On the evening of April 11, 2019, I set my alarm for 5 A.M. I was scheduled to do a series of TV interviews the next morning, to discuss the fall of the Sudanese dictator Omar al-Bashir. I had spent eight years reporting in Sudan as a freelance journalist, mostly writing for the Times. At 3 A.M., my brother called and asked me to meet him immediately. Our father, who had been hospitalized for four months, had passed away. I cancelled all commitments.
An immigrant from Sudan, my father grew up in the nineteen-sixties, an era when many bright young Sudanese students won scholarships to pursue higher education in the U.S. A graduate of the University of Khartoum, in Sudan, he had studied to become a wildlife expert. But decades of mismanagement, war, and man-made drought devastated the country’s national parks. A five-star hotel replaced Khartoum’s only zoo.
In 1964, my father participated in the October Revolution protests, which unseated Sudan’s first military dictator, Ibrahim Abbud. My father belonged to a generation that had big dreams of progress—the “generation of giving,” as one Sudanese poet called it. In 1980, having completed a Ph.D. in ecology at the University of California, Davis, he returned to Sudan with high hopes for the country. Within a year, the political and economic realities of the time—dictatorship, inflation, and unemployment—forced my father and many of his peers to reluctantly leave again and live abroad, as émigrés.
Last December, my father suffered a stroke, ten days after a wave of street protests had broken out in Sudan. He had followed them closely, on Arabic satellite TV channels. The protests first started in Atbara, a town in northeastern Sudan where he had lived as a child, and where my grandfather had worked as a railroad-station manager. High-school students took to the streets after the price of bread tripled overnight. Protests quickly spread across the country, peaking on April 6, 2019, in Khartoum, on the anniversary of the April 6, 1985, uprising that unseated another dictator, General Jaafar Nimeiri. I remember my father listening day and night to radio news broadcasts of the 1985 uprising from Kuwait, where we lived at the time.
In the sixty-three years since Sudan achieved independence from Britain and Egypt, the country has fluctuated between civilian rule and military dictatorship; it has endured civil war, drought, and economic decline. Many Sudanese people, particularly in the middle class, believe that the country was in a better place during the early years of independence. They reminisce about the superior quality of the colonial-era educational system, trains that ran on time, and a national soccer team that dominated Africa. Bashir’s reign for the past thirty years has been particularly harsh, with the decline of the civil service, allegations of genocide in Darfur, and the secession of South Sudan, after twenty-two years of civil war. At the core of Sudan’s instability has been its lack of a permanent constitution and disputes about whether the country should be a liberal democracy or a socialist or Islamist state, and whether Sudan is Arab, African, or both. Like many Sudanese people of my generation, while I was growing up, I was inundated with stories from my parents about what Sudan was and complaints about what it has become.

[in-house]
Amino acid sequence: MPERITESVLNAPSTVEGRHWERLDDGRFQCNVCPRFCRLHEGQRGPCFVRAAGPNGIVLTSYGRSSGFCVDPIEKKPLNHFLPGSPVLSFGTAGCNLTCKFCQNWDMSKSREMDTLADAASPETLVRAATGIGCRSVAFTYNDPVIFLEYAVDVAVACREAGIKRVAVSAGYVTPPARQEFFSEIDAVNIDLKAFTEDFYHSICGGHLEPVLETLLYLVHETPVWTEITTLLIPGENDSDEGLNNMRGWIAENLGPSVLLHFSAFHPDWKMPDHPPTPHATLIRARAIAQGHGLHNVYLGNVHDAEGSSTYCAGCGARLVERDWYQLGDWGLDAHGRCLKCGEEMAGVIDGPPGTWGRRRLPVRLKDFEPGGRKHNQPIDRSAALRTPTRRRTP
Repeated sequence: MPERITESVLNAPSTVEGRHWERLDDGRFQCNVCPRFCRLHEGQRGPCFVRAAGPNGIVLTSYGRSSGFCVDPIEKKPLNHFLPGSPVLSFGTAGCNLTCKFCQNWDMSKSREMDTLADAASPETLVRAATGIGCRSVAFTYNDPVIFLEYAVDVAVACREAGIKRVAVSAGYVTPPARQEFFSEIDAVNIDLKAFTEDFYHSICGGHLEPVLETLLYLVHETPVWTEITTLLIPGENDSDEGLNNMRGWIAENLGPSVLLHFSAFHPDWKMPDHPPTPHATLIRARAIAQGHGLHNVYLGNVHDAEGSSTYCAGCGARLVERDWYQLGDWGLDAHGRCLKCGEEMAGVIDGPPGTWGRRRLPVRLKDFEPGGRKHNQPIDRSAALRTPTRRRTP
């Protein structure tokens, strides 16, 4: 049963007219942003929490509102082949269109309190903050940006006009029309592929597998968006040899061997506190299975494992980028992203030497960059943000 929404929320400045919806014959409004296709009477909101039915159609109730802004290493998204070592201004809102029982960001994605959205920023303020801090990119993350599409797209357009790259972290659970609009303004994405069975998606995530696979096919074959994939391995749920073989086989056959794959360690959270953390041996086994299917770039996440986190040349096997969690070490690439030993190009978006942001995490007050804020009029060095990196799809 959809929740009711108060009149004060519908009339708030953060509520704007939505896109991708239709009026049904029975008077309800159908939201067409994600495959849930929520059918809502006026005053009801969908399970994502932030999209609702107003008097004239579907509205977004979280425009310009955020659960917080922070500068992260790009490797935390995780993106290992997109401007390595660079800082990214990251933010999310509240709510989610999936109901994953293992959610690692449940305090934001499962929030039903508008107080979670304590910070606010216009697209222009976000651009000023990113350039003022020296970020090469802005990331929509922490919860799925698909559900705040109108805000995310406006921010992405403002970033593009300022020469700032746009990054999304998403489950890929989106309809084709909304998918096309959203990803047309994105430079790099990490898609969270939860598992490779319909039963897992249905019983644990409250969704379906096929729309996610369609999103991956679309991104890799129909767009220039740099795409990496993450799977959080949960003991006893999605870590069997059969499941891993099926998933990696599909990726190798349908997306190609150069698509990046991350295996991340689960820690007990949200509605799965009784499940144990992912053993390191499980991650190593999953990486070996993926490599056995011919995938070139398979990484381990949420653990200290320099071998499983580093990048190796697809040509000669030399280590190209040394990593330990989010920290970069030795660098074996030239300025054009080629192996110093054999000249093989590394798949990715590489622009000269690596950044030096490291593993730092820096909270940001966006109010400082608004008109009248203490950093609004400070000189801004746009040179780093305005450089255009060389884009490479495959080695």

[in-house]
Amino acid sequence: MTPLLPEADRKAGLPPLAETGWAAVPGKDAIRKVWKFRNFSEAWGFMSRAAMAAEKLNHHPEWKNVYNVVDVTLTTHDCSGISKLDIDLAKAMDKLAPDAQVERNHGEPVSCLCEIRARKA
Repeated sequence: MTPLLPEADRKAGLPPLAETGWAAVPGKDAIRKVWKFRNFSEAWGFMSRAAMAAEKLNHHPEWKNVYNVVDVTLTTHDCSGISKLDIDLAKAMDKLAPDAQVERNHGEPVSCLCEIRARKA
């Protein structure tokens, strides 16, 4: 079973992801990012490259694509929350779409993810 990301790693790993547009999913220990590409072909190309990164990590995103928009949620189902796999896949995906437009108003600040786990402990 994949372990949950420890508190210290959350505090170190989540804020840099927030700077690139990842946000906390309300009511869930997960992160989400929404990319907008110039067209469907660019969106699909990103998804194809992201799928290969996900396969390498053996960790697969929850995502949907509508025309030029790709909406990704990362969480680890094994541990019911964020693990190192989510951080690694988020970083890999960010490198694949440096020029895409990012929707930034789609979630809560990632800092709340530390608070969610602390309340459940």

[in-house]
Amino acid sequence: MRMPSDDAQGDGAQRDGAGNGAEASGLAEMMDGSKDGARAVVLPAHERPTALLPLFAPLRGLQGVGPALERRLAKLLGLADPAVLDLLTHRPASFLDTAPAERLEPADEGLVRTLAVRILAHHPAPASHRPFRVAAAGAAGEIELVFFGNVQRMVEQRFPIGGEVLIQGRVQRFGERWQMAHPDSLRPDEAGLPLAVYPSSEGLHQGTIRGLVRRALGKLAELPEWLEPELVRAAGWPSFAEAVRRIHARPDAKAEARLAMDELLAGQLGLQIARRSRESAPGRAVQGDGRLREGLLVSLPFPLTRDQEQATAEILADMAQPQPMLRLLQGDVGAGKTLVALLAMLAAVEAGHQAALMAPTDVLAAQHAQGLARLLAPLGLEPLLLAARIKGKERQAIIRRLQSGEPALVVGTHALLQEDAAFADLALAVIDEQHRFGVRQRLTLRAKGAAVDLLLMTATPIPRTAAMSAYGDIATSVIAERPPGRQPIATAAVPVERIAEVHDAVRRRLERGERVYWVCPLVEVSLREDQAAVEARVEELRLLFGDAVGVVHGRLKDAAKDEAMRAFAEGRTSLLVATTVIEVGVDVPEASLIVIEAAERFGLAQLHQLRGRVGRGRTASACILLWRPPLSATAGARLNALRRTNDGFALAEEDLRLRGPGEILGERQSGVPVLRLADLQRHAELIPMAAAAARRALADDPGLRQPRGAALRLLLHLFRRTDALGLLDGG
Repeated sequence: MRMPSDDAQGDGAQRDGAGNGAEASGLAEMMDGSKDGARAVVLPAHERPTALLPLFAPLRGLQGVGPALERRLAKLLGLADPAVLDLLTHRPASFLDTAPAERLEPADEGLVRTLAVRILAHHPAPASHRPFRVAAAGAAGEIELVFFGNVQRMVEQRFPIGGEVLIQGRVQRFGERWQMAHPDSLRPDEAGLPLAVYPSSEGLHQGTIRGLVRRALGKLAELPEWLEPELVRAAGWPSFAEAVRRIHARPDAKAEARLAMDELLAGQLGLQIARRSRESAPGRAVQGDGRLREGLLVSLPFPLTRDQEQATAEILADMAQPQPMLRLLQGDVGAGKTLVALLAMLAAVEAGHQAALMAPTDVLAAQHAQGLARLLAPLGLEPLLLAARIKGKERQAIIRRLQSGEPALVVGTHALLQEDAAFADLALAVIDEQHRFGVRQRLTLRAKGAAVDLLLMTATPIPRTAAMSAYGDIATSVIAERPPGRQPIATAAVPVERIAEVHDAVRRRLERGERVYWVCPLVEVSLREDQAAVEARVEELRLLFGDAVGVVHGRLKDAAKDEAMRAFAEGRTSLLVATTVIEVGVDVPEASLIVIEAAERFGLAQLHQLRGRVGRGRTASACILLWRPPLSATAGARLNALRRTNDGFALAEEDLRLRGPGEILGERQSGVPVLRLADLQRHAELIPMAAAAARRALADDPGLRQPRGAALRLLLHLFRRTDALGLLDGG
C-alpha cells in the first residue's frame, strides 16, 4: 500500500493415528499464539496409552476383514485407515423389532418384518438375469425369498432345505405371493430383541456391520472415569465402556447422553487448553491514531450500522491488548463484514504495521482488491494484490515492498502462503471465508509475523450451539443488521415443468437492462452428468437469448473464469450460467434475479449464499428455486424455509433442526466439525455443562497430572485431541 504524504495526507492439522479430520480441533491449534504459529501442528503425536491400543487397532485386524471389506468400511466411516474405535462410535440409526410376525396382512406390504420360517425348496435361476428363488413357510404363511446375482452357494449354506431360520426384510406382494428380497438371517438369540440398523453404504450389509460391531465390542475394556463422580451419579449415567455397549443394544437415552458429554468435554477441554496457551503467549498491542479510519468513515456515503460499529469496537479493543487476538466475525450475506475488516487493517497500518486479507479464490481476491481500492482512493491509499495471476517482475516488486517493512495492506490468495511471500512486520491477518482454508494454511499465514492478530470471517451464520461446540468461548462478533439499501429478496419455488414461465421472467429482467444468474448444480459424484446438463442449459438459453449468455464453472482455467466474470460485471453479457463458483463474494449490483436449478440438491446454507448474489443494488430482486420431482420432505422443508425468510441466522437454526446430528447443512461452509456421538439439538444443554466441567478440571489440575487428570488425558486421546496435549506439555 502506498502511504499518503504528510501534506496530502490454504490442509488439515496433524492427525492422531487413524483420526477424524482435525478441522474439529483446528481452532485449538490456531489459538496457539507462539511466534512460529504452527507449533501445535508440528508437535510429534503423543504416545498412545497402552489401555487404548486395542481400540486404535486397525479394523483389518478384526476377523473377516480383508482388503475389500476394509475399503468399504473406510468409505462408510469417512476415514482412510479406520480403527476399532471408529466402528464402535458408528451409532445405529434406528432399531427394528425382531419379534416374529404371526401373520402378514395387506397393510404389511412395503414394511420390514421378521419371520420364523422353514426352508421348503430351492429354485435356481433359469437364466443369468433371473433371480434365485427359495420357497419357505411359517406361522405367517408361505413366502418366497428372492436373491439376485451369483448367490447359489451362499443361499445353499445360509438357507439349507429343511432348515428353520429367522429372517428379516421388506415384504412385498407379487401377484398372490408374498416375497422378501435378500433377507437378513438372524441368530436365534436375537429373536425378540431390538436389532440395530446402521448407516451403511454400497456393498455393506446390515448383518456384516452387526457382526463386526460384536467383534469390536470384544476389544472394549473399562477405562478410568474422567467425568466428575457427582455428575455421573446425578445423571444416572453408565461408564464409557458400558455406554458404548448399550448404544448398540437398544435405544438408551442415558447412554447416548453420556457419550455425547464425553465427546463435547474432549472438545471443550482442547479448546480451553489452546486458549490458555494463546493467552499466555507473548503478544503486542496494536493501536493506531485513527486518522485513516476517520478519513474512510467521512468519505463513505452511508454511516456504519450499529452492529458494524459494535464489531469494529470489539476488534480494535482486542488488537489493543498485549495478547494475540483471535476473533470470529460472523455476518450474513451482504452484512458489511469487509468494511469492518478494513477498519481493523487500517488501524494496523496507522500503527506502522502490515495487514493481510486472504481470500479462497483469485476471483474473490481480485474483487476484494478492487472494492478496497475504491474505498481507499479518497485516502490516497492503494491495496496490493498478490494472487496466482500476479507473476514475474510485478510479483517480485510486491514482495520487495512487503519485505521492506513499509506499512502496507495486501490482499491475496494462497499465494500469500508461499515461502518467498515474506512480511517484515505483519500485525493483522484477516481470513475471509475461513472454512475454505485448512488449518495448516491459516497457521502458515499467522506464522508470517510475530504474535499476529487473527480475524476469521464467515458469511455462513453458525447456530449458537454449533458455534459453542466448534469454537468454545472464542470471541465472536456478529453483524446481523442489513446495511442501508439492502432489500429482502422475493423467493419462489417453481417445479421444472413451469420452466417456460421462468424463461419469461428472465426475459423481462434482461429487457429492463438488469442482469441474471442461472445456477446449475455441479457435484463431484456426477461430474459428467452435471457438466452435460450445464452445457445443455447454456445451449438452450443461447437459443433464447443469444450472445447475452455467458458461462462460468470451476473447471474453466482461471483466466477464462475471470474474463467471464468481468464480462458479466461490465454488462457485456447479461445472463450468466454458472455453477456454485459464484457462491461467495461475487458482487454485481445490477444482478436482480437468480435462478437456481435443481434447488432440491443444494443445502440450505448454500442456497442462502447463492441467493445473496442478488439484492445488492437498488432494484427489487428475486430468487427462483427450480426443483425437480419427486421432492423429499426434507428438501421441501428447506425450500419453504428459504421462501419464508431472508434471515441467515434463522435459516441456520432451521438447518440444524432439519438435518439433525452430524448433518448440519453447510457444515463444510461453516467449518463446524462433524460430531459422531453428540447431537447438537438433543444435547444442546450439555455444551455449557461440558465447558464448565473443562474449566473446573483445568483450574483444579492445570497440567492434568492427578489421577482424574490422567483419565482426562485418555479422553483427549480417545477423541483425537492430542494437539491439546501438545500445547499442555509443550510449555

When the Sudanese took to the streets in December, it was a moment for many of us to restore our trampled-upon sense of dignity, our pride in what Sudan once was and what it could become. I had argued with my father that Sudan had always, in fact, faced challenges, including deep prejudice and, as a result, staggering economic inequality between its major cities and its peripheral regions. Though I told my father that his perception of the country’s past was rosy, for him, and many others, that image of Sudan was a source of fulfillment and hope.
After my father’s stroke, I spent my time caring for him in a hospital in the Washington, D.C., area and reporting on Sudan from afar. After his death, I tried to balance my duty to perform religious and cultural mourning rituals with following an important moment in Sudanese history. Requests for interviews, contacts, and advice mixed with messages of condolences from family and friends in the U.S. and overseas. I answered calls from odd-looking numbers that I would have normally ignored, concerned that I could inadvertently offend overseas relatives by failing to answer. Working as a journalist in conflict zones in Sudan and elsewhere helped me manage my emotions at trying times, including when I helped prepare my father’s body for ritual washing, prayers, and burial.
It is still early to determine where Sudan is headed. Many Sudanese fear a “deep state” of military and intelligence officials that will refuse to relinquish power or the interference of powerful countries in the region. Protesters are demanding an immediate transition to civilian rule, to avoid the mistakes of Sudan’s past and those of the Arab Spring. I’ve been reluctant to use the word “revolution,” but the qualitative differences and revolutionary nature of the current uprising should not be ignored. Youth, women, and minorities all played a leading role in the protests. The Sudanese people have displayed a rejuvenated sense of civic duty. Frank discussions about the country’s problems have revealed a sweeping commitment to change. Perhaps this generation will finally bring about, and add to, the dreams of that “giving generation,” creating a Sudan that will bring its people and my father peace.
source: new yorker